I haven’t considered myself a Christian for over 20 years and one of the main reasons (although not the only one) that I moved away from the church was the glaringly obvious issue with how so many Christians have created God in their own flawed image — rather than centering their behaviors and beliefs in the words and deeds of Jesus.
I don’t know if you are familiar with Brene’ Brown, but she has a great book called Braving the Wilderness: The Quest for True Belonging and the Courage to Stand Alone.
“True belonging doesn’t require us to change who we are. It requires us to be who we are.” Social scientist Brené Brown, PhD, LMSW, has sparked a global conversation about the experiences that bring meaning to our lives — experiences of courage, vulnerability, love, belonging, shame, and empathy. In Braving the Wilderness, Brown redefines what it means to truly belong in an age of increased polarization. With her trademark mix of research, storytelling, and honesty, Brown will again change the cultural conversation while mapping a clear path to true belonging.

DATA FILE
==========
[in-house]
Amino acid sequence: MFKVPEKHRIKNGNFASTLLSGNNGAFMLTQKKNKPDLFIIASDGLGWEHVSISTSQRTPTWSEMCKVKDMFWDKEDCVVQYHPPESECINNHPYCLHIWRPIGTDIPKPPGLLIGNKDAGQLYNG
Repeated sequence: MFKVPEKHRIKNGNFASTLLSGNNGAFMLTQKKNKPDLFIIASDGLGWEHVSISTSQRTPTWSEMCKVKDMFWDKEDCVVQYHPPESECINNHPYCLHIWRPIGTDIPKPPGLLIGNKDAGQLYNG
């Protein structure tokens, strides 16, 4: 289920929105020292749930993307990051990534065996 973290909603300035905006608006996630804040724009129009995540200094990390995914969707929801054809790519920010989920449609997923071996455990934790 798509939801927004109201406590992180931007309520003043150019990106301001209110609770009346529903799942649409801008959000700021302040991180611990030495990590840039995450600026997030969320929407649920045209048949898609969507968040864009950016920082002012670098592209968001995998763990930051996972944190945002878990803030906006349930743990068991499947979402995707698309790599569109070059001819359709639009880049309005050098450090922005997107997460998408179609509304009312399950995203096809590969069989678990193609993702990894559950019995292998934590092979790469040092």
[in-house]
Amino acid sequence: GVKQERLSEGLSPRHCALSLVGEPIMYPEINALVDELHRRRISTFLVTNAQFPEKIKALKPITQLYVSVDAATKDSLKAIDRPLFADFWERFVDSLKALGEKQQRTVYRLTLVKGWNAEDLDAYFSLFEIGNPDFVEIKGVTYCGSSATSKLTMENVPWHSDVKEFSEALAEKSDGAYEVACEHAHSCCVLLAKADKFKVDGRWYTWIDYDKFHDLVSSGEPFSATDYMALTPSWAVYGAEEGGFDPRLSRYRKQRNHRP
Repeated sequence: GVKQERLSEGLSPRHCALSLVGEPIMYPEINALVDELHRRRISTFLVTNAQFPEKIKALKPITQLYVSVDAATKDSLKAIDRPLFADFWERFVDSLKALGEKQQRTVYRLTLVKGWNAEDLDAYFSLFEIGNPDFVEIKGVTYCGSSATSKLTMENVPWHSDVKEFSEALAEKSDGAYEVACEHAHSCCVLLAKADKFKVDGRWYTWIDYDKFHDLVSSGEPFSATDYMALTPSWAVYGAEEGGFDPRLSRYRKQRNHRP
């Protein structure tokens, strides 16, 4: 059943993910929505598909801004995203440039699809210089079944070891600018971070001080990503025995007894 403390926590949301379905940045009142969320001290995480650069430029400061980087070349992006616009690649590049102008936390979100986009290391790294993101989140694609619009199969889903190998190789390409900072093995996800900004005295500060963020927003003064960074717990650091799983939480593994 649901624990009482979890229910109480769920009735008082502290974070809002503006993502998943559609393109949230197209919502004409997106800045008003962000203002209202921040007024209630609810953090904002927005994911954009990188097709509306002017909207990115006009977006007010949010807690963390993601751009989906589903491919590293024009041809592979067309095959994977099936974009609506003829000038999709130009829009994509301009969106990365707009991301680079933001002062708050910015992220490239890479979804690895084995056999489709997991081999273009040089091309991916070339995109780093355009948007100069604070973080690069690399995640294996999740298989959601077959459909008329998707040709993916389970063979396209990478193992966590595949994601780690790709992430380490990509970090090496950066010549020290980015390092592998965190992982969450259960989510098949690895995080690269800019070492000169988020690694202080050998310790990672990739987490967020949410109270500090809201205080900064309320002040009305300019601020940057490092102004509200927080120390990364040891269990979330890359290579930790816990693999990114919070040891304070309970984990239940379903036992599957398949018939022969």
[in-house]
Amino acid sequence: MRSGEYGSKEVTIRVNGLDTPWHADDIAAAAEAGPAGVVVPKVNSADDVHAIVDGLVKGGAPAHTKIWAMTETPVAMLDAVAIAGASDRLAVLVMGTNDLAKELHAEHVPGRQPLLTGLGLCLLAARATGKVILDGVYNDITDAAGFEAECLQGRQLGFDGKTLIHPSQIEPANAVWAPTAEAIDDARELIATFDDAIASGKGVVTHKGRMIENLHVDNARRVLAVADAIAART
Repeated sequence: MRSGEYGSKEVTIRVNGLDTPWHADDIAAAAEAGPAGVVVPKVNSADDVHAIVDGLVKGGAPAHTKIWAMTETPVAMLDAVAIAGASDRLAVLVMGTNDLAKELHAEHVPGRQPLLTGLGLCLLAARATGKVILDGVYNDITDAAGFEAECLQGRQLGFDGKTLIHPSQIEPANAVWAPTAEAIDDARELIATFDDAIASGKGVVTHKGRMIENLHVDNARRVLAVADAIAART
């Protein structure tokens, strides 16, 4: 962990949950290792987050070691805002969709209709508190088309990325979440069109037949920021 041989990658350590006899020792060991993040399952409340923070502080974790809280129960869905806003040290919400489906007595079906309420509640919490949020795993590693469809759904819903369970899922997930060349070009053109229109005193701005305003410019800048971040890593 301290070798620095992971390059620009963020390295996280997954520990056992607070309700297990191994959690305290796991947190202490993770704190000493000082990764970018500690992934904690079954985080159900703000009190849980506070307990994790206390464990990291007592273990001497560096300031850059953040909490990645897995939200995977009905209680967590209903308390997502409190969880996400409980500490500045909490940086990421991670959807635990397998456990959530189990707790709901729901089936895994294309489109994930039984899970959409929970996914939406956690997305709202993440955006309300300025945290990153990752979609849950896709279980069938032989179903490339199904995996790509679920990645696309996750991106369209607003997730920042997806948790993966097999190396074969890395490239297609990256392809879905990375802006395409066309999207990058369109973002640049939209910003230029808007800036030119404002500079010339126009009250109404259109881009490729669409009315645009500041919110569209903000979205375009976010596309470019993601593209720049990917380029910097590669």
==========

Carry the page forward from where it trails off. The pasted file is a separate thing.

Brown argues that we’re experiencing a spiritual crisis of disconnection, and introduces four practices of true belonging that challenge everything we believe about ourselves and each other. She writes, “True belonging requires us to believe in and belong to ourselves so fully that we can find sacredness both in being a part of something and in standing alone when necessary. But in a culture that’s rife with perfectionism and pleasing, and with the erosion of civility, it’s easy to stay quiet, hide in our ideological bunkers, or fit in rather than show up as our true selves and brave the wilderness of uncertainty and criticism. But true belonging is not something we negotiate or accomplish with others; it’s a daily practice that demands integrity and authenticity. It’s a personal commitment that we carry in our hearts.” Brown offers us the clarity and courage we need to find our way back to ourselves and to each other. And that path cuts right through the wilderness. Brown writes, “The wilderness is an untamed, unpredictable place of solitude and searching. It is a place as dangerous as it is breathtaking, a place as sought after as it is feared. But it turns out to be the place of true belonging, and it’s the bravest and most sacred place you will ever stand.”